In 2006, the United States Supreme Court issued a unanimous ruling upholding the Solomon Amendment, a Congressional law that requires colleges and universities to permit military recruiting on campuses, or face losing federal funding for their entire university systems. The ruling, which came following a challenge by numerous law schools that refused to cave in on their non-discrimination policies by allowing the U.S. military on campus, seemed to settle the issue - for publicly funded schools, at least - once and for all. And, as I noted in The New York Times at the time, it also provided an opportunity to re-focus the campus debate on "Don't Ask, Don't Tell," the campaign for repeal and the stories of LGBT Americans who want to serve, and have already done so.
Not surprisingly, immediately following the ruling, many colleges announced they would comply with the justices' decision. Not doing so, after all, would have meant colossal cuts in budgets for many critically important institutions, such as Harvard Medical School, which receives millions of dollars in public funding for often ground-breaking research and testing. But this week, the issue has re-emerged as one school, which is also the recipient of significant federal funds, expressed dismay at the possible return of military recruiters to its campus.
Columbia University's President is taking a principled, and potentially costly, stand against LGBT discrimination. In an email recently sent to students, Lee Bollinger declared that he was concerned about the possible return of an ROTC program to the campus, because of the federal "Don't Ask, Don't Tell" law that bars openly gay Americans from the armed forces.
"Under the current 'Don't Ask, Don't Tell' policy of the Defense Department, openly gay and lesbian students could or would be excluded from participating in ROTC activities. That is inconsistent with the fundamental values of the university," he said in his message to the Columbia community.
According to this morning's New York Sun, students on campus are engaging in a once-again-hot debate about whether Columbia, which has a strong non-discrimination policy protecting LGBT students, should abandon that commitment to equality in exchange for receiving federal funds.
"Several student leaders have been advocating for a student-wide referendum on the military program," the Sun reported today. "Their plan is to host two community forums in October featuring pro-ROTC and anti-ROTC students, to be followed by a student-wide survey a week later."
"In a 2003 survey", the paper noted, "65% of Columbia students said they supported ROTC's return. But in 2005, the university senate voted in favor of upholding the ban. Mr. Bollinger voted with the majority."
At that time, Columbia made ROTC programs available to students who wanted to participate through a partnership with other schools in the area, including Fordham University and Manhattan College. That program, however, would not meet the requirements of the 2006 Supreme Court ruling, which clearly stated that recruiters must be given broad, on-campus access to students where they are enrolled. Not doing so would mean an almost-certain loss of funding.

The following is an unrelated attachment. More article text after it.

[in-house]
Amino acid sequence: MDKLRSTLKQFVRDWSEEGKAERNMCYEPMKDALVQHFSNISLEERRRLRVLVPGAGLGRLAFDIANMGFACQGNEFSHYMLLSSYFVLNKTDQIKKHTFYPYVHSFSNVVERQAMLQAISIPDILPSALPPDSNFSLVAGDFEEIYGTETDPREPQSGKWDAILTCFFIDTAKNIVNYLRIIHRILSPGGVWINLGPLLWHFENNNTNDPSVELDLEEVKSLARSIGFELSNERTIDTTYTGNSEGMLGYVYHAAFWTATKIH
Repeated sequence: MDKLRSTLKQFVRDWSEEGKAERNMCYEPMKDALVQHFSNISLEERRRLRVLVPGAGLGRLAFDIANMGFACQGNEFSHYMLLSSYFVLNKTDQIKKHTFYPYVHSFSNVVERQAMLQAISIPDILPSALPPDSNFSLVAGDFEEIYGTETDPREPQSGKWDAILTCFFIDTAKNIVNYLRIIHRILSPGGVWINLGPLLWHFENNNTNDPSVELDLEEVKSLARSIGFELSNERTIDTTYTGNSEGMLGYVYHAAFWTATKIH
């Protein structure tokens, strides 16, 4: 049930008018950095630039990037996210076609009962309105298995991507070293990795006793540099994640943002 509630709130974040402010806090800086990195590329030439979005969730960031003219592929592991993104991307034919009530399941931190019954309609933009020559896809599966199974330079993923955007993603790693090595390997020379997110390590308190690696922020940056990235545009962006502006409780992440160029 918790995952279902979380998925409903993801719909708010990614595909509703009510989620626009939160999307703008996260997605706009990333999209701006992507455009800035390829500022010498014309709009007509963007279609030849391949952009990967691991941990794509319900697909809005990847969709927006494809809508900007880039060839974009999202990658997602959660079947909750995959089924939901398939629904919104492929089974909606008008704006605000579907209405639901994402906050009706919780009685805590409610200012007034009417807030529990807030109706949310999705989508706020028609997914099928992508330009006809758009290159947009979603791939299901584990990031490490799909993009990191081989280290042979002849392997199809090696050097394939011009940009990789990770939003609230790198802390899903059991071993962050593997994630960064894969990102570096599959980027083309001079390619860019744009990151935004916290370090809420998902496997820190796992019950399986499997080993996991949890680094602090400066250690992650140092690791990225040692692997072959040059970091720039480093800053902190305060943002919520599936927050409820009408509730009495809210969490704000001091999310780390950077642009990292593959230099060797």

Now Columbia, and other schools, are debating whether to comply or go for broke while defending their principles. But what was true in 2006, is still true today: The high court, right or wrong, has stood solidly, and united, behind Solomon, and is not apt to reverse its opinion anytime soon. And so it is incumbent, and essential, that our attention focus on the battle that is winnable: Organizing, at the grassroots, campus level, to repeal "Don't Ask, Don't Tell" once and for all. Doing so would also remove the barriers that Solomon put between schools and their non-discrimination policies . . . and create opportunity for any qualified student to have a career in the military, regardless of who they are.
"The notion that young people here at Columbia aren't offered a choice or an option in participating in military service is a mistake," Senator Barack Obama said during a forum held on its campus. And he's right: Americans shouldn't be denied a military career because they are LGBT, and schools shouldn't be forced to give up well-deserved funding in order to stand up for their students who are gay.
Why should the government continue to insist that medical research . . . cutting edge physics work . . . and critically important legal clinics (among other projects) all be held hostage in order to perpetuate discrimination and soldiers, sailors, airmen and Marines who happen to be gay?
In 2006, I told the Times that I "believed that the [Solomon] ruling was likely to help build momentum for a repeal of the ban, and that it would increase interest in the issue among young adults."
Two years later, with an election on the horizon and an opportunity to resolve the real issue behind the campus ROTC debate, the time has come for those young adults - and all of us - to rally and stand up. The easiest way to render Solomon null and void - and to create a real, fundamental change for the LGBT community - is to organize and urge Congress to lift the ban.